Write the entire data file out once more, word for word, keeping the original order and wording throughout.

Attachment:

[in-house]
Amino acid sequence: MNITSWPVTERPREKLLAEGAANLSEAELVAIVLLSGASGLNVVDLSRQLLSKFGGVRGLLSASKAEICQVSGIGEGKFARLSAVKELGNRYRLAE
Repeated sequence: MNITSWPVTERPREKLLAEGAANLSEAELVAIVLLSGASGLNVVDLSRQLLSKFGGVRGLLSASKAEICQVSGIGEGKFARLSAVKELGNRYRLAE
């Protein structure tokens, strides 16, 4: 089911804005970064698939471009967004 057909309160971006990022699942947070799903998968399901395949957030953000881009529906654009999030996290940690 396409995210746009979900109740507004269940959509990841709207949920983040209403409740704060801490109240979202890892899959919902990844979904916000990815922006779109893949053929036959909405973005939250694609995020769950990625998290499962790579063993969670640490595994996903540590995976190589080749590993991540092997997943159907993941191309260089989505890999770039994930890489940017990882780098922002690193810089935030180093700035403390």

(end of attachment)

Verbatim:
[in-house]
Amino acid sequence: MNITSWPVTERPREKLLAEGAANLSEAELVAIVLLSGASGLNVVDLSRQLLSKFGGVRGLLSASKAEICQVSGIGEGKFARLSAVKELGNRYRLAE
Repeated sequence: MNITSWPVTERPREKLLAEGAANLSEAELVAIVLLSGASGLNVVDLSRQLLSKFGGVRGLLSASKAEICQVSGIGEGKFARLSAVKELGNRYRLAE
């Protein structure tokens, strides 16, 4: 089911804005970064698939471009967004 057909309160971006990022699942947070799903998968399901395949957030953000881009529906654009999030996290940690 396409995210746009979900109740507004269940959509990841709207949920983040209403409740704060801490109240979202890892899959919902990844979904916000990815922006779109893949053929036959909405973005939250694609995020769950990625998290499962790579063993969670640490595994996903540590995976190589080749590993991540092997997943159907993941191309260089989505890999770039994930890489940017990882780098922002690193810089935030180093700035403390």